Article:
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CKUA Flips the Switch in Drumheller

Marc's Mailbag

A message from CKUA CEO, Marc Carnes:

To our dear 91.3 FM listeners, donors, partners and friends:

In March, I wrote to you to let you know about the impending decommissioning of our Hand Hills transmission tower. With the tower coming down, we must relocate to a new location and replace the transmitter that serves your listening area.

I am pleased to let you know that we have secured a new tower, and preparations to install a new transmitter are underway. Provided everything goes smoothly, we plan to “flip the switch” on July 30, at which point we will be transmitting from the new location.

The switchover itself shouldn’t result in a service disruption. However, those on the outer reaches of the current transmitter range will, unfortunately, lose their FM signal due to the move. As I noted in my March letter, a lack of suitable transmitter tower infrastructure prevents us from maintaining a powerful enough signal and similar service.

The following image shows you the expected change in broadcast reach.

Wait, what does that mean? Here’s a breakdown from our technical expert:

Current signal (in red):

  • The dotted red line represents the limit of fair to marginal signal levels. Most car radios should have a clear signal. Clock/kitchen radios may have static and other noises.
  • The hard red line represents the limits of a good signal. All radios should have a clear signal. The exception will be in valley areas where a phenomenon called multi-path may affect some radios.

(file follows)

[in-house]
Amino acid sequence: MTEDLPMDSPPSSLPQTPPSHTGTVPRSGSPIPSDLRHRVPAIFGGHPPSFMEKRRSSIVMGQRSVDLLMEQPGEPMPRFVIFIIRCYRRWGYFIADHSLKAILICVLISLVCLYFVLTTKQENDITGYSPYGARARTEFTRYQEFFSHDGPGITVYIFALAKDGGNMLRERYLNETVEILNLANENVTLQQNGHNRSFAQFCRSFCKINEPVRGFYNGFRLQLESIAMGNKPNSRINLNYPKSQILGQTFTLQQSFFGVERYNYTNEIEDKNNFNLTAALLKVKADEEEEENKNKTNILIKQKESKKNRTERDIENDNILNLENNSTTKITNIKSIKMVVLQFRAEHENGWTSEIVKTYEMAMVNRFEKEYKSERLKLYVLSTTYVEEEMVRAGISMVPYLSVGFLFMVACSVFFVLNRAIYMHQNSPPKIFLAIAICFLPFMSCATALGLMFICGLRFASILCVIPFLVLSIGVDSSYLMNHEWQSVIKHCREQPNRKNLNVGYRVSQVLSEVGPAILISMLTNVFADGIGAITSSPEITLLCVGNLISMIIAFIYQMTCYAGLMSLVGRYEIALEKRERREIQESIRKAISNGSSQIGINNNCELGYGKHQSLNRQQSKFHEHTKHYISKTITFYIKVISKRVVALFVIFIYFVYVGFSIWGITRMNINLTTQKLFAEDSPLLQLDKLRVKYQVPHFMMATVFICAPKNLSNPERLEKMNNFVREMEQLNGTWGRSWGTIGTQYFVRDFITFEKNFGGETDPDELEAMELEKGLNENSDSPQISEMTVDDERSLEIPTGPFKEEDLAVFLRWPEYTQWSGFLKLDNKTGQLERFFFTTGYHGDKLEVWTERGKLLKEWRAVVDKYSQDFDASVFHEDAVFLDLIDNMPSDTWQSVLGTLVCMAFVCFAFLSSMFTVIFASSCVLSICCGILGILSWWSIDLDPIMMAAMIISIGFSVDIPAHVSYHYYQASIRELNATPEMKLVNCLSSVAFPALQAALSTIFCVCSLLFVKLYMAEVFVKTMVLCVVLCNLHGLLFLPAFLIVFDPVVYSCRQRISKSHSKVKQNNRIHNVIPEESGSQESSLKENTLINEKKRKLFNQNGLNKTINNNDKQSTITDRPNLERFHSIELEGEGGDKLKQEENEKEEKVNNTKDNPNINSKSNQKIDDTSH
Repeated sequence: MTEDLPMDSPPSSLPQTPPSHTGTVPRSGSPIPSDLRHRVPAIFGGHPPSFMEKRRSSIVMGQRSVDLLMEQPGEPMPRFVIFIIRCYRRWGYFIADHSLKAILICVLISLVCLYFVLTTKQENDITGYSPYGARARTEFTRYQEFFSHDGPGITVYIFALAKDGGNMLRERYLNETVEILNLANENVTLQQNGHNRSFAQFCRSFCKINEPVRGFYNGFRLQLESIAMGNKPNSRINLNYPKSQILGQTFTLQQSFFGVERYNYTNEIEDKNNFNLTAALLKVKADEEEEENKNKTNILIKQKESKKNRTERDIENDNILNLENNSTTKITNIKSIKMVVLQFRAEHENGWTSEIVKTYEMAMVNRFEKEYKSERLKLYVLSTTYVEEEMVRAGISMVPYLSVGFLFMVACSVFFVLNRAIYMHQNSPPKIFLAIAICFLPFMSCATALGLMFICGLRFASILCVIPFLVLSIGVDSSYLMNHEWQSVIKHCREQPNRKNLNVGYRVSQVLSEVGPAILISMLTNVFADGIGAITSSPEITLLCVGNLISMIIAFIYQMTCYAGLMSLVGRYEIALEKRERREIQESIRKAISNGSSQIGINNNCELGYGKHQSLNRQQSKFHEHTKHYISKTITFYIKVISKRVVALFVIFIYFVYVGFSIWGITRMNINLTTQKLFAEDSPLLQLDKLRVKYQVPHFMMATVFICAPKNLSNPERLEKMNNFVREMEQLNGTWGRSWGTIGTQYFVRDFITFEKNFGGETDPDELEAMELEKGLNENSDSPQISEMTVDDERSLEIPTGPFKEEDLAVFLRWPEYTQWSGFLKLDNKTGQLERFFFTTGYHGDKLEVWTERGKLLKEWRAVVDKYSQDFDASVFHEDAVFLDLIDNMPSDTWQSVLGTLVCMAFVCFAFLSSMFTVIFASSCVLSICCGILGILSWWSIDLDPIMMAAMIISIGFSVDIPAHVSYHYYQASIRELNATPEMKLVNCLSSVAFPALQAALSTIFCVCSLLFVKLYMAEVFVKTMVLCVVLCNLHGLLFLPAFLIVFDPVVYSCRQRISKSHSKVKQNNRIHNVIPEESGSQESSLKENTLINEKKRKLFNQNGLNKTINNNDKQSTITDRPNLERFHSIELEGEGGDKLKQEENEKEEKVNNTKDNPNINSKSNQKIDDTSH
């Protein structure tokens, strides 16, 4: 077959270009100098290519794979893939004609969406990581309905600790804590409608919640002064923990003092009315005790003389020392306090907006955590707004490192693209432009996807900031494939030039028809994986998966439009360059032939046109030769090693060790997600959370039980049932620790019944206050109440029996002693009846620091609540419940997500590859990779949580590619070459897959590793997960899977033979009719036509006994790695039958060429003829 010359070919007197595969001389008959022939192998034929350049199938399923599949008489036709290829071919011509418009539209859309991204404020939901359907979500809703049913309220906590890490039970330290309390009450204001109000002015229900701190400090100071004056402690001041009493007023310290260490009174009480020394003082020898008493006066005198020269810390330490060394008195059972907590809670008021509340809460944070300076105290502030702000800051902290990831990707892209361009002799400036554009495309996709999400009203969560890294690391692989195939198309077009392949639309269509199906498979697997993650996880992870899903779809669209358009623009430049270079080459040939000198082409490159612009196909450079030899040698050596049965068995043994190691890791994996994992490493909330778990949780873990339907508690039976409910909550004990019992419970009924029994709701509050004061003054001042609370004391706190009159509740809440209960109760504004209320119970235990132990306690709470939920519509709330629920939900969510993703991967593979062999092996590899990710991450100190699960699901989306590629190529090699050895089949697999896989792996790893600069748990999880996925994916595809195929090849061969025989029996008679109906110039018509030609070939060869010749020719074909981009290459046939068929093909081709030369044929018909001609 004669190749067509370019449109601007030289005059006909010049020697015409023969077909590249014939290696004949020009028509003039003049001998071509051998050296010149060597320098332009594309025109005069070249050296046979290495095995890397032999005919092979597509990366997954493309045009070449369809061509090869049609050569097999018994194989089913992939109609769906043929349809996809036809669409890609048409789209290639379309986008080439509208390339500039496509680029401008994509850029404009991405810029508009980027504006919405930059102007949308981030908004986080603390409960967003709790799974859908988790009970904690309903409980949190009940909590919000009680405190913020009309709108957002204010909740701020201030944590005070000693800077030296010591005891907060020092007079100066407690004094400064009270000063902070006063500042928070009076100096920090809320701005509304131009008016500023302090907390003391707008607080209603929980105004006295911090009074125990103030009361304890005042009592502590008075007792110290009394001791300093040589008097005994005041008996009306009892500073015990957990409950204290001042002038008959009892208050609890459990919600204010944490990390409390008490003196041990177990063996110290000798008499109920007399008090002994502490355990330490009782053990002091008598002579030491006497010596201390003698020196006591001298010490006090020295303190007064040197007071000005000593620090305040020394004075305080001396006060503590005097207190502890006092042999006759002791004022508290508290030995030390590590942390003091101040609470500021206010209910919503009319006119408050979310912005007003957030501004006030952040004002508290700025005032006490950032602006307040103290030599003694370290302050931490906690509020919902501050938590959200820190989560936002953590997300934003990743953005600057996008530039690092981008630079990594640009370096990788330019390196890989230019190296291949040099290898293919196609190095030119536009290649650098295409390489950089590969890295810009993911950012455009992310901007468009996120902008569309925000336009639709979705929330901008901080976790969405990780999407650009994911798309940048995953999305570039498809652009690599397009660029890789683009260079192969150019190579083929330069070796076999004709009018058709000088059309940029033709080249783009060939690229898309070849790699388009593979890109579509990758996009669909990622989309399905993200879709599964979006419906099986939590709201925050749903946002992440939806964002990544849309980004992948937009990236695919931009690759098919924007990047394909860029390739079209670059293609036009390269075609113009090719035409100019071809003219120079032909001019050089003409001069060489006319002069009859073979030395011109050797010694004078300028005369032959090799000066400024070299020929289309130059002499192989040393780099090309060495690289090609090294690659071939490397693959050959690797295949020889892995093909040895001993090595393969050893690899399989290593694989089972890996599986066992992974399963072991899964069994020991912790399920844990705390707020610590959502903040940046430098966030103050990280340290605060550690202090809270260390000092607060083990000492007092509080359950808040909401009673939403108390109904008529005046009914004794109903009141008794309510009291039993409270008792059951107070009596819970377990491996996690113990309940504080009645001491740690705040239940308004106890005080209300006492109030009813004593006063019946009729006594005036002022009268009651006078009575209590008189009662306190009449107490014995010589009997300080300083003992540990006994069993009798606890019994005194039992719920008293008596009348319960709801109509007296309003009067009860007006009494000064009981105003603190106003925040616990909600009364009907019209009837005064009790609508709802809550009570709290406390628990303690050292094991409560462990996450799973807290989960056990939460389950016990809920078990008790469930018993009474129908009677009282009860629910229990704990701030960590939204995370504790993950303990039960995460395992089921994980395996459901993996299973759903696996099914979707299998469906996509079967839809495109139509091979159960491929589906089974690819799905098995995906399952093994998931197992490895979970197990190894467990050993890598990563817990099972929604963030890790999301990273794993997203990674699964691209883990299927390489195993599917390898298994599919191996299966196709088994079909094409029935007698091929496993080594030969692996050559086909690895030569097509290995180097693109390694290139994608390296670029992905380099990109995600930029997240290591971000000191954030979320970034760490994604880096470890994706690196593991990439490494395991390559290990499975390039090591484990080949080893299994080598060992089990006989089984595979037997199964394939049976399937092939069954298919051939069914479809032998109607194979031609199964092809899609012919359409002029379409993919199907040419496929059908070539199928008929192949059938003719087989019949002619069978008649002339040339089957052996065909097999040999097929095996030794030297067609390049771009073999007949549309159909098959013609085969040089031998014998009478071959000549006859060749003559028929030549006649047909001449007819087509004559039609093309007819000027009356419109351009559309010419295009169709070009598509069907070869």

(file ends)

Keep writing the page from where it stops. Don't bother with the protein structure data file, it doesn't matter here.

New signal (in blue):

  • The dotted blue line represents the limit of fair to marginal signal levels. Most car radios should have a clear signal. Clock/kitchen radios may have static and other noises.
  • The hard blue line represents the limits of a good signal. All radios should have a clear signal. The exception will be in valley areas where a phenomenon called multi-path may affect some radios.

For those of you within the broadcast range, as you know, the geography of your listening region is unique. The variations in ground surfaces, angles, and elevation will impact the signal in localized areas. To what degree, we cannot say. With something like a radio signal, you can never 100% be sure of its pattern and reach until you turn it on. However, based on the engineering briefs we have done in concert with a third-party consultant, we anticipate it will be minimal.

Our ability to maintain service in your region is possible thanks to the Government of Alberta. When we first heard the news about the impending decommissioning of our tower in Hand Hills, we reached out to them as part of exploring our options. Appreciating the unique situation we were facing and the risk of losing connectivity to a portion of our province, they helped us to find the $250,000 required to replace the transmitter. We are immensely grateful for their action and support.

We’d also like to thank and acknowledge our new friends at Hybrid Wireless. They are a leading communications solutions provider, supporting telecommunications, energy, education and industrial projects in Western Canada. When they heard we were looking for a new tower for our transmitter, they gladly stepped up and offered a solution.

And lastly, we’d like to extend our appreciation to all of our listeners and friends in the 91.3FM region. Upon hearing about the plan to decommission our Hand Hills tower, many of you reached out with ideas, suggestions, and connections that enabled us to get to this point.

It takes a community to keep CKUA on the air. This transmitter relocation and replacement project is an example of just that.

Whether you tune in via 91.3FM, online, or via the CKUA App, thanks for listening,

Sincerely,

Marc Carnes

CEO, CKUA Radio